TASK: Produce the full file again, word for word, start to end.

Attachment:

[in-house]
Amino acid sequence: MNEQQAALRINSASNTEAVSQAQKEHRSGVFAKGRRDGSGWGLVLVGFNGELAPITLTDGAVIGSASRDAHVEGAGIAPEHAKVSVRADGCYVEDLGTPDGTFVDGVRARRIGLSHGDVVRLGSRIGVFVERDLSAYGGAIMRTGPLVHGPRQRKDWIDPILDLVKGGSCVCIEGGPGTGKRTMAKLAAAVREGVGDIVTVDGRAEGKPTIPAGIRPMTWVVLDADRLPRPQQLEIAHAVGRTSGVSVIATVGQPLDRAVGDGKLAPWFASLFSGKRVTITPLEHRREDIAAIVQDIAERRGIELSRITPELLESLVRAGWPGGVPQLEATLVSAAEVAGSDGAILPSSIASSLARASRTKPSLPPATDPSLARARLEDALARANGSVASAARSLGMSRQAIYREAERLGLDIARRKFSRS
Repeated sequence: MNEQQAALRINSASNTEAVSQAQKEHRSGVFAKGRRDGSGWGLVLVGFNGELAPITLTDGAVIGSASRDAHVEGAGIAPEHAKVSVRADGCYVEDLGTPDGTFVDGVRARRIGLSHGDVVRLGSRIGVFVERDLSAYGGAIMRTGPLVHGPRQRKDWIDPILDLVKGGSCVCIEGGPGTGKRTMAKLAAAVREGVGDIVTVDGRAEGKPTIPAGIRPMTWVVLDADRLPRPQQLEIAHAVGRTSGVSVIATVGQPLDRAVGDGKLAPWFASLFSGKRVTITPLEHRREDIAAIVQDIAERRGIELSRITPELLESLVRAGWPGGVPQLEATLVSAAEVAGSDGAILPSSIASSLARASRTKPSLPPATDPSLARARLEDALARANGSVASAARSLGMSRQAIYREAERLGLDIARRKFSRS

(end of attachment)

[in-house]
Amino acid sequence: MNEQQAALRINSASNTEAVSQAQKEHRSGVFAKGRRDGSGWGLVLVGFNGELAPITLTDGAVIGSASRDAHVEGAGIAPEHAKVSVRADGCYVEDLGTPDGTFVDGVRARRIGLSHGDVVRLGSRIGVFVERDLSAYGGAIMRTGPLVHGPRQRKDWIDPILDLVKGGSCVCIEGGPGTGKRTMAKLAAAVREGVGDIVTVDGRAEGKPTIPAGIRPMTWVVLDADRLPRPQQLEIAHAVGRTSGVSVIATVGQPLDRAVGDGKLAPWFASLFSGKRVTITPLEHRREDIAAIVQDIAERRGIELSRITPELLESLVRAGWPGGVPQLEATLVSAAEVAGSDGAILPSSIASSLARASRTKPSLPPATDPSLARARLEDALARANGSVASAARSLGMSRQAIYREAERLGLDIARRKFSRS
Repeated sequence: MNEQQAALRINSASNTEAVSQAQKEHRSGVFAKGRRDGSGWGLVLVGFNGELAPITLTDGAVIGSASRDAHVEGAGIAPEHAKVSVRADGCYVEDLGTPDGTFVDGVRARRIGLSHGDVVRLGSRIGVFVERDLSAYGGAIMRTGPLVHGPRQRKDWIDPILDLVKGGSCVCIEGGPGTGKRTMAKLAAAVREGVGDIVTVDGRAEGKPTIPAGIRPMTWVVLDADRLPRPQQLEIAHAVGRTSGVSVIATVGQPLDRAVGDGKLAPWFASLFSGKRVTITPLEHRREDIAAIVQDIAERRGIELSRITPELLESLVRAGWPGGVPQLEATLVSAAEVAGSDGAILPSSIASSLARASRTKPSLPPATDPSLARARLEDALARANGSVASAARSLGMSRQAIYREAERLGLDIARRKFSRS